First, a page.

Nreal changed its name to Xreal and announced an adapter for its Air glasses to support a wider range of devices.
Nreal (now Xreal) is a China-based startup, which launched the first consumer AR glasses in the US, Nreal Light, in late 2021. Light is capable of positioning virtual objects in your real environment, but is $600 and only compatible with a few specific flagship Android phones.
In 2022 the company launched Nreal Air, $380 virtual monitor glasses without tracking cameras and lacking true AR capability. Nreal has almost entirely focused on the Air media glasses since (which are now renamed Xreal Air), and rarely mentions the Light AR glasses anymore.
In a press release detailing the company's rebrand, Xreal explains that as the company grew, "it started to encounter disputes regarding the Nreal mark," which were since "resolved amicably." However, Xreal "decided it would be beneficial to select a new mark that can more clearly and uniquely distinguish the firm as a leader of the augmented reality industry."
These "disputes" likely refer to the lawsuit Epic Games filed against the company in 2021, in which Epic alleged that it was “no coincidence” that Nreal’s name “looks and sounds virtually identical” to its Unreal game engine.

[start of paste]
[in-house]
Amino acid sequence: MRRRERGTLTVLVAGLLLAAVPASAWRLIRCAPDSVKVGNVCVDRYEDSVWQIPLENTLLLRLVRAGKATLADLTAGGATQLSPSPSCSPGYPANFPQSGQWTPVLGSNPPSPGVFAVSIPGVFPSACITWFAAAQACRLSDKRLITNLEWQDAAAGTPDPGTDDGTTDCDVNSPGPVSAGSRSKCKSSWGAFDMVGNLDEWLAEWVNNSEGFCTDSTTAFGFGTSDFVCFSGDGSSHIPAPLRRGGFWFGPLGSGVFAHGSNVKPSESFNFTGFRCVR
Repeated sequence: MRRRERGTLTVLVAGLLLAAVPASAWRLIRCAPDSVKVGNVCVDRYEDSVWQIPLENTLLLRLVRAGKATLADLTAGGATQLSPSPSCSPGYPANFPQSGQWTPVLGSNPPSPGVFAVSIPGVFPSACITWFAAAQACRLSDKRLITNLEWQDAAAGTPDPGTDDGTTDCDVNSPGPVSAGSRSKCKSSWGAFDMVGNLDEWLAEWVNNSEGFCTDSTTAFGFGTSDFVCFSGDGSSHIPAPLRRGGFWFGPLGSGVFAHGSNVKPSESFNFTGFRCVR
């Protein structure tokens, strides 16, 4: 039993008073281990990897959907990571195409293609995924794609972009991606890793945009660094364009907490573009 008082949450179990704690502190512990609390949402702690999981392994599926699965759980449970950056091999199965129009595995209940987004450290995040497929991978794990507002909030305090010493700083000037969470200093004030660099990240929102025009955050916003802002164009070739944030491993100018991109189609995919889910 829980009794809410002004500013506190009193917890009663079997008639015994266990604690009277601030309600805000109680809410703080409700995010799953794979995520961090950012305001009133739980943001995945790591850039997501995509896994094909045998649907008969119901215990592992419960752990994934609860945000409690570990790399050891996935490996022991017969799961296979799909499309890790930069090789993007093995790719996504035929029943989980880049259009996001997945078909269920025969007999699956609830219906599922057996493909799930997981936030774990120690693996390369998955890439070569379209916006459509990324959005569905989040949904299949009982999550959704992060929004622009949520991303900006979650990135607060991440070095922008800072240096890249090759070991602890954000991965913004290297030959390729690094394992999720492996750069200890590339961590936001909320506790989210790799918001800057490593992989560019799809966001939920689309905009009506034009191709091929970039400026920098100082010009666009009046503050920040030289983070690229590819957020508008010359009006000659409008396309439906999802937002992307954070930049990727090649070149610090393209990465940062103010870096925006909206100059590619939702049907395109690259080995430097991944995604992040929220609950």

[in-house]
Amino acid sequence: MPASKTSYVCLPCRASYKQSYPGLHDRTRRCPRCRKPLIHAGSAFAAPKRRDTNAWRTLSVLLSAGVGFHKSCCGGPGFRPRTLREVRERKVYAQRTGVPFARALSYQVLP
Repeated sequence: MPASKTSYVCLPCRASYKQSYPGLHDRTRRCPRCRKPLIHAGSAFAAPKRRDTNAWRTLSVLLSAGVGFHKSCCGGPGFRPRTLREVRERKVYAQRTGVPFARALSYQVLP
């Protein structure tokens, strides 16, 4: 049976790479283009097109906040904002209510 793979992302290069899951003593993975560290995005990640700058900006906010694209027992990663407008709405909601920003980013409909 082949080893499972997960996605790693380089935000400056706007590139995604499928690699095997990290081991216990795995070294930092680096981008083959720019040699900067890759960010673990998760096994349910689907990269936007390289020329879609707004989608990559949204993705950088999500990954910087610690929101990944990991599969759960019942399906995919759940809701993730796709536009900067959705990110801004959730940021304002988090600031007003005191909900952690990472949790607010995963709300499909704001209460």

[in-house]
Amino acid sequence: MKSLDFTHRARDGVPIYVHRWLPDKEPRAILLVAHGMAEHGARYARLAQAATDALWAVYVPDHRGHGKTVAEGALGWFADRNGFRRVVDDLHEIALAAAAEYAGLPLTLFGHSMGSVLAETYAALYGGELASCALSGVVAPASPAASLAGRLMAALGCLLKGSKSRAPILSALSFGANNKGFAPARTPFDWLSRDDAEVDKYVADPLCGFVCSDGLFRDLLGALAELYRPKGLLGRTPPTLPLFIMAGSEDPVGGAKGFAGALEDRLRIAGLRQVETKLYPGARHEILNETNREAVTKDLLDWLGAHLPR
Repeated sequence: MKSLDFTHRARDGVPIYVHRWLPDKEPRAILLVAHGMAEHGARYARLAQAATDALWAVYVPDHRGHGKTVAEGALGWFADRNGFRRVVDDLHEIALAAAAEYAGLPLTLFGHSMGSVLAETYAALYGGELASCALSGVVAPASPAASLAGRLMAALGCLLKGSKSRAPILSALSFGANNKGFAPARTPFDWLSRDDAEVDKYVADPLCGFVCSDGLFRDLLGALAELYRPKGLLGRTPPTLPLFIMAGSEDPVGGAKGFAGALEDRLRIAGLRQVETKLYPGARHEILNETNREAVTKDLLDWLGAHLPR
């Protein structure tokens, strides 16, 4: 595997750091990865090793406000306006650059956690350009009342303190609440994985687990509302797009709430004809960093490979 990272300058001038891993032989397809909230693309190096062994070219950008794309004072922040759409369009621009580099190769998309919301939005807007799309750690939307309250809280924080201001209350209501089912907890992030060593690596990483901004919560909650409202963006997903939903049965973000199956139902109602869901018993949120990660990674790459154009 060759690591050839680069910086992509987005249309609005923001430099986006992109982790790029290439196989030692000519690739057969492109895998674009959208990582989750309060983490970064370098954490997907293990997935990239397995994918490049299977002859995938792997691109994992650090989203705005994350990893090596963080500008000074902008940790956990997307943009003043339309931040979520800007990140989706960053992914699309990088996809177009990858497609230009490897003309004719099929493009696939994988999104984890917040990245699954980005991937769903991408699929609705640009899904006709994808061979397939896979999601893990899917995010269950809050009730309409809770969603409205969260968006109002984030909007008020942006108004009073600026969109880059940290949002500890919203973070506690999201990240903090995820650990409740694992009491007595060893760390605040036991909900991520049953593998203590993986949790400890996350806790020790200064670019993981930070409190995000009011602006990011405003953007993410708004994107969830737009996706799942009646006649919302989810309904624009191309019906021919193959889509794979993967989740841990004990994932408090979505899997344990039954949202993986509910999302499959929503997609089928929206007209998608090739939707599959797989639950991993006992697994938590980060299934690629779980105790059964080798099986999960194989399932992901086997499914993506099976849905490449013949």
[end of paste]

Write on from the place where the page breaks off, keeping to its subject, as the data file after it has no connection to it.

Air's purpose is to act as a virtual display for your existing devices. Currently it only supports USB-C devices such as Android phones, iPads, and laptops. For most devices, the virtual display is fully locked to your head. On only a few specific Android phones and Apple Silicon Macs, the virtual display stays in place as your head turns (3DoF ).
The newly announced Xreal Beam adapter will provide the 3DoF tracked experience for all devices, and adds support for iPhones via wireless casting and games consoles via HDMI to USB-C.
With Air and the Beam adapter you can essentially carry around a portable virtual monitor for your docked Nintendo Switch, for example. However, current transparent AR optics have a very narrow field of view, so you'll only see the full virtual screen at once if it's relatively small or positioned meters away from you. If you want a massive virtual screen at reasonable viewing distances, you'll have to turn your head more often than with a real TV.
Beam has two USB-C ports. For wired devices, one is used for video input and the other to power the glasses for around three hours via the built-in battery. For wireless casting devices, you can use the other port for perpetual charge & play.
Xreal says DRM content will only be supported in wired mode initially, while wireless casting will apparently get DRM support later in the year.
The Air glasses will also get an update to support 90Hz refresh rate later this year, which should make for smoother head tracking.
Xreal Beam preorders will open on Thursday, and the company claims it will be globally available in the second half of July. No price has been announced yet.